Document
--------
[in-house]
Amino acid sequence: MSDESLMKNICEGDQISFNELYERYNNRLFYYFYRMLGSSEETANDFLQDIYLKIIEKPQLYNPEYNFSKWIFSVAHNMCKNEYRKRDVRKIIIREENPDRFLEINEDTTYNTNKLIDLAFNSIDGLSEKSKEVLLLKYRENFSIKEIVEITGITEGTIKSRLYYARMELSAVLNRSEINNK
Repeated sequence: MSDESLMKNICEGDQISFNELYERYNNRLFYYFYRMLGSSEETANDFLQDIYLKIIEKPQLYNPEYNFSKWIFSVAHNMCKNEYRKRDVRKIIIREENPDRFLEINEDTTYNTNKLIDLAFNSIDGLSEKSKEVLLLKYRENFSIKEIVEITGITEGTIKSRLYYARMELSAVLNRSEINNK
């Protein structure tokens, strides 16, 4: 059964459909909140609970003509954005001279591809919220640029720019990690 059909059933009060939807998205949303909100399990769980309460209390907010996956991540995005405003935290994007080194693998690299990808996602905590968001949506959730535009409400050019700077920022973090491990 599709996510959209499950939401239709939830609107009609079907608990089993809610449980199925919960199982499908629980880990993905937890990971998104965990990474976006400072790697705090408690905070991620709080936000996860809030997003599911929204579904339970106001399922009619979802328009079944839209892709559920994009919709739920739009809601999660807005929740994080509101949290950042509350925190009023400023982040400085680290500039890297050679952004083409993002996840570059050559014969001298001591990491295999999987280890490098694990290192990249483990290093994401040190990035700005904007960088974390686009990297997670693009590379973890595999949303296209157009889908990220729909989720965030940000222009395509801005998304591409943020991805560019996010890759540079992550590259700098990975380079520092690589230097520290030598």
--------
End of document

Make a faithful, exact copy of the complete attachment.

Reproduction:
[in-house]
Amino acid sequence: MSDESLMKNICEGDQISFNELYERYNNRLFYYFYRMLGSSEETANDFLQDIYLKIIEKPQLYNPEYNFSKWIFSVAHNMCKNEYRKRDVRKIIIREENPDRFLEINEDTTYNTNKLIDLAFNSIDGLSEKSKEVLLLKYRENFSIKEIVEITGITEGTIKSRLYYARMELSAVLNRSEINNK
Repeated sequence: MSDESLMKNICEGDQISFNELYERYNNRLFYYFYRMLGSSEETANDFLQDIYLKIIEKPQLYNPEYNFSKWIFSVAHNMCKNEYRKRDVRKIIIREENPDRFLEINEDTTYNTNKLIDLAFNSIDGLSEKSKEVLLLKYRENFSIKEIVEITGITEGTIKSRLYYARMELSAVLNRSEINNK
């Protein structure tokens, strides 16, 4: 059964459909909140609970003509954005001279591809919220640029720019990690 059909059933009060939807998205949303909100399990769980309460209390907010996956991540995005405003935290994007080194693998690299990808996602905590968001949506959730535009409400050019700077920022973090491990 599709996510959209499950939401239709939830609107009609079907608990089993809610449980199925919960199982499908629980880990993905937890990971998104965990990474976006400072790697705090408690905070991620709080936000996860809030997003599911929204579904339970106001399922009619979802328009079944839209892709559920994009919709739920739009809601999660807005929740994080509101949290950042509350925190009023400023982040400085680290500039890297050679952004083409993002996840570059050559014969001298001591990491295999999987280890490098694990290192990249483990290093994401040190990035700005904007960088974390686009990297997670693009590379973890595999949303296209157009889908990220729909989720965030940000222009395509801005998304591409943020991805560019996010890759540079992550590259700098990975380079520092690589230097520290030598």